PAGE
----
This is not the first time that the defendants challenged their sentences. They both made Fed.R.Crim.P. 35 motions to modify their sentences on June 9, 1977. Alfred also has filed a 28 U.S.C. § 2255 motion challenging his sentence, which was denied on July 18, 1978. No appeal was ever taken from any of these prior rulings


It should be noted that Timmreck involved a § 2255 proceeding, whereas the present case involves a Rule 32(d) proceeding. Relief may be afforded in a § 2255 proceeding where the error involves "exceptional circumstances" or "a fundamental defect which inherently results in a complete miscarriage of justice." Rule 32(d) allows withdrawal of a guilty plea after sentencing to correct "manifest injustice." Although these may appear to involve different standards, this court has held that a Rule 32(d) motion which is based upon a Rule 11 violation is examined under the same standard as a § 2255 motion. United States v. Harris, 534 F.2d 141 n. 1 (9th Cir. 1976)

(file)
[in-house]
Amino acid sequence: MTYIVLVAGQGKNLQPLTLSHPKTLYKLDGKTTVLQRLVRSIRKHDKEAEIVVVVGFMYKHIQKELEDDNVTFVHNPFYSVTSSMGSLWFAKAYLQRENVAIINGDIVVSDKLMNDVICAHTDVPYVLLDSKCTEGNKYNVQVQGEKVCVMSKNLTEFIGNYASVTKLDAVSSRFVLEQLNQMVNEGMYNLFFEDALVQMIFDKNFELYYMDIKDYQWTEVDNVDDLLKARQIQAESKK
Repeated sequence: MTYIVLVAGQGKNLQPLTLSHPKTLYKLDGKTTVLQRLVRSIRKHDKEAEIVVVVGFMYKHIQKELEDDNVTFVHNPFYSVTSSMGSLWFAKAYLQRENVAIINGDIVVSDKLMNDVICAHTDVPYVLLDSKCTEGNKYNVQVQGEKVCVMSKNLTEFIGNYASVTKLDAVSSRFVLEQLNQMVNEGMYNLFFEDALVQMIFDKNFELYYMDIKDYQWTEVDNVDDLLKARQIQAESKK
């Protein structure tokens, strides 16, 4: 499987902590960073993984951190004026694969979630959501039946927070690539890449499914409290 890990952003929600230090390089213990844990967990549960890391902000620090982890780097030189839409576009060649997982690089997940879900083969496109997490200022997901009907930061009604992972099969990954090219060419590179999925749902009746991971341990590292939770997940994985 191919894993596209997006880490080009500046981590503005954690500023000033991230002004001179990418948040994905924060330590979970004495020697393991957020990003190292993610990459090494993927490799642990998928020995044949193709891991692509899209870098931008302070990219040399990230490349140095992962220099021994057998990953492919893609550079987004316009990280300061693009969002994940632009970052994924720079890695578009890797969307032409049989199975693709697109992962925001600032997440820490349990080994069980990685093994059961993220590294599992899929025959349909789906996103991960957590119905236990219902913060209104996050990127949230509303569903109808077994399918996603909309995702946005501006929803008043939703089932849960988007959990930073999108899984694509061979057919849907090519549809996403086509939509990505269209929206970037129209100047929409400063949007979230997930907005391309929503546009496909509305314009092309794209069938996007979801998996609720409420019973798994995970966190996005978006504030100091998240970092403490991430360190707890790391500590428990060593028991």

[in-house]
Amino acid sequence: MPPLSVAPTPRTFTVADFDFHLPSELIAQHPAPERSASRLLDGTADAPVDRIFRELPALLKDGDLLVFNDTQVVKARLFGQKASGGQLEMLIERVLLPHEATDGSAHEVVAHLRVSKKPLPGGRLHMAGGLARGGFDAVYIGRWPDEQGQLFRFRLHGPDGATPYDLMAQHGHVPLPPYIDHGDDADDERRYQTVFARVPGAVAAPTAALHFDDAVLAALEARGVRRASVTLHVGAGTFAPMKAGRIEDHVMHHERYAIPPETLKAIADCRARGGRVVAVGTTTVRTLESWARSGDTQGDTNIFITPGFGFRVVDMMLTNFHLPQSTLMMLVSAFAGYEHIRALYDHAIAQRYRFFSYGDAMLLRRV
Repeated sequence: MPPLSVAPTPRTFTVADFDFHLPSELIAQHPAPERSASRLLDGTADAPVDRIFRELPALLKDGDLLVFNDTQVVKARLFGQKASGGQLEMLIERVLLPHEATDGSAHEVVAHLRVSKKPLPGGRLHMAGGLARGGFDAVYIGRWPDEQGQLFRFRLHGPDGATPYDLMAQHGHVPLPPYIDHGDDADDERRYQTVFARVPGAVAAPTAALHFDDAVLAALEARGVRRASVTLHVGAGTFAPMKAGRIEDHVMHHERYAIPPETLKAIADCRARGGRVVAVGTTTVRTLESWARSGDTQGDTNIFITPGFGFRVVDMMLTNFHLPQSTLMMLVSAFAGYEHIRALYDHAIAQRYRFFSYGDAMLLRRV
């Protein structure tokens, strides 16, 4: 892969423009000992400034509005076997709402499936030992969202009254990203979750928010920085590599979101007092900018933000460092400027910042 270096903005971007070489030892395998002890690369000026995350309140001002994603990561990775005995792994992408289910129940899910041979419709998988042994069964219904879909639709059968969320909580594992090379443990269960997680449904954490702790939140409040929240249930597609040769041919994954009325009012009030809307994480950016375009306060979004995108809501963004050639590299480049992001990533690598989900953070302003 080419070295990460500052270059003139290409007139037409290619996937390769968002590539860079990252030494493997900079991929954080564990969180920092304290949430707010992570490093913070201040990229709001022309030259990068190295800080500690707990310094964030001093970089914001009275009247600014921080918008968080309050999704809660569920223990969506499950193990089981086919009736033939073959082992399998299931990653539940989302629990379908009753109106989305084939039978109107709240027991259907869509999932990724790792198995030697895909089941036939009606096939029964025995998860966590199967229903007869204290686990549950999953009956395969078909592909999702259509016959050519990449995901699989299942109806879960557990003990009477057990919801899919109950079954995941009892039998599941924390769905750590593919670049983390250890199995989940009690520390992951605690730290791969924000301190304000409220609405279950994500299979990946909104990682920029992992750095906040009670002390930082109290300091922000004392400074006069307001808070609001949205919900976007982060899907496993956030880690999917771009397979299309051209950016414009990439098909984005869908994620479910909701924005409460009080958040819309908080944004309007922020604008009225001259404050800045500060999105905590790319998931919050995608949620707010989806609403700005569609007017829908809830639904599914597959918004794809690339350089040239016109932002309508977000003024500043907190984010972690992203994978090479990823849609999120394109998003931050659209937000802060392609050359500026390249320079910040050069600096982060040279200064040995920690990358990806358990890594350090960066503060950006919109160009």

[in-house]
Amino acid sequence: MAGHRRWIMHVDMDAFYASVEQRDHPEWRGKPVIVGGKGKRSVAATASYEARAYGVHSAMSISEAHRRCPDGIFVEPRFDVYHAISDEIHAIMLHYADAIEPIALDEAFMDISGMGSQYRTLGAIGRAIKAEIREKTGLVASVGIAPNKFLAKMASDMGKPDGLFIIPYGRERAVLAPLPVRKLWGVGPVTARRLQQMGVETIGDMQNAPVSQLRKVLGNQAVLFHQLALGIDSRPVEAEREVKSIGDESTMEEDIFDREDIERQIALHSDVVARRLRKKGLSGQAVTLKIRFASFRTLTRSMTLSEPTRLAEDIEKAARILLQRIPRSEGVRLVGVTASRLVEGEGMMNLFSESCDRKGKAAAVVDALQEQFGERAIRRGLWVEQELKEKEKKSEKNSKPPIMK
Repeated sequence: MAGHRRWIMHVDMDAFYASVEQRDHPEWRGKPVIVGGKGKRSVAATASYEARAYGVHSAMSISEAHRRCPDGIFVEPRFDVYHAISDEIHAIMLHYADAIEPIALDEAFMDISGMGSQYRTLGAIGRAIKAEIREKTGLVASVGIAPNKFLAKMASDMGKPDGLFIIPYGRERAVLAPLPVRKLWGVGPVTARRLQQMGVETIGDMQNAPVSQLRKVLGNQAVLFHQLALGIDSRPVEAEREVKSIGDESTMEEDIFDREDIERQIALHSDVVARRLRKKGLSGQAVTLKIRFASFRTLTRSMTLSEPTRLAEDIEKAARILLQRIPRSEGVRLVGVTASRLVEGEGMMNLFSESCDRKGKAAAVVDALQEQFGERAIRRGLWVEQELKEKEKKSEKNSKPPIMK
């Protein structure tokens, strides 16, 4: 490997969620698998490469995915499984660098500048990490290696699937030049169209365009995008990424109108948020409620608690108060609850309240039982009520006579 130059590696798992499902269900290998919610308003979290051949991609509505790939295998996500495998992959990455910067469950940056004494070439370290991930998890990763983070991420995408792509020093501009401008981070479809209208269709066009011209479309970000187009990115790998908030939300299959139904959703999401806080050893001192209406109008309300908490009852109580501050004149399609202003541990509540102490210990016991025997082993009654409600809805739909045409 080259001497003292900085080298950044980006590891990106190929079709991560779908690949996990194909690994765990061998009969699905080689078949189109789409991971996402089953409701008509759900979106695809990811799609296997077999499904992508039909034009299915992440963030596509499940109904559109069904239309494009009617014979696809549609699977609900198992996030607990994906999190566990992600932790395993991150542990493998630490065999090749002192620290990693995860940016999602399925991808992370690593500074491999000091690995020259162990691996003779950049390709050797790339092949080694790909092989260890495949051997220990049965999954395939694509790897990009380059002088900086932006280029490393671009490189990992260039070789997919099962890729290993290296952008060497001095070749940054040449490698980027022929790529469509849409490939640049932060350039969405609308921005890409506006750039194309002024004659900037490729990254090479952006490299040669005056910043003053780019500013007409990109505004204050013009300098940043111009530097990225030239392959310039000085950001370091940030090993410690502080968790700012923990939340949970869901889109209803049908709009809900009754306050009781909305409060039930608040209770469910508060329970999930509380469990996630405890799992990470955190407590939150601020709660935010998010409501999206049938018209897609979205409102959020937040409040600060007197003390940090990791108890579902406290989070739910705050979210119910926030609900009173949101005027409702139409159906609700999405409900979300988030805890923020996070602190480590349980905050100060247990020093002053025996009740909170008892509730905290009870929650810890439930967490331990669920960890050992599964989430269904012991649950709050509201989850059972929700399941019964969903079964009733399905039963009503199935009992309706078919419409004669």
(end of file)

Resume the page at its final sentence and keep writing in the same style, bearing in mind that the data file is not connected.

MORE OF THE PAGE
This approach is logically followed here where the Rule 32(d) motion is being used in a collateral manner to challenge the guilty pleas. This motion was filed over one year after the judgment of conviction and sentence was entered. Additionally, this is not the defendants' first challenge to their sentences. See n. 2, Supra.


The Court in Timmreck approvingly quoted the following language about the need for finality when reviewing guilty pleas, which is equally applicable to the present case:

"Every inroad on the concept of finality undermines confidence in the integrity of our procedures; and, by increasing the volume of judicial work, inevitably delays and impairs the orderly administration of justice. The impact is greatest when new grounds for setting aside guilty pleas are approved because the vast majority of criminal convictions result from such pleas. Moreover, the concern that unfair procedures may have resulted in the conviction of an innocent defendant is only rarely raised by a petition to set aside a guilty plea." United States v. Smith, 7 Cir., 440 F.2d 521, 528-529 (Stevens, J., dissenting).

--- U.S. at ---- - ----, 99 S.Ct. at 2087-2088.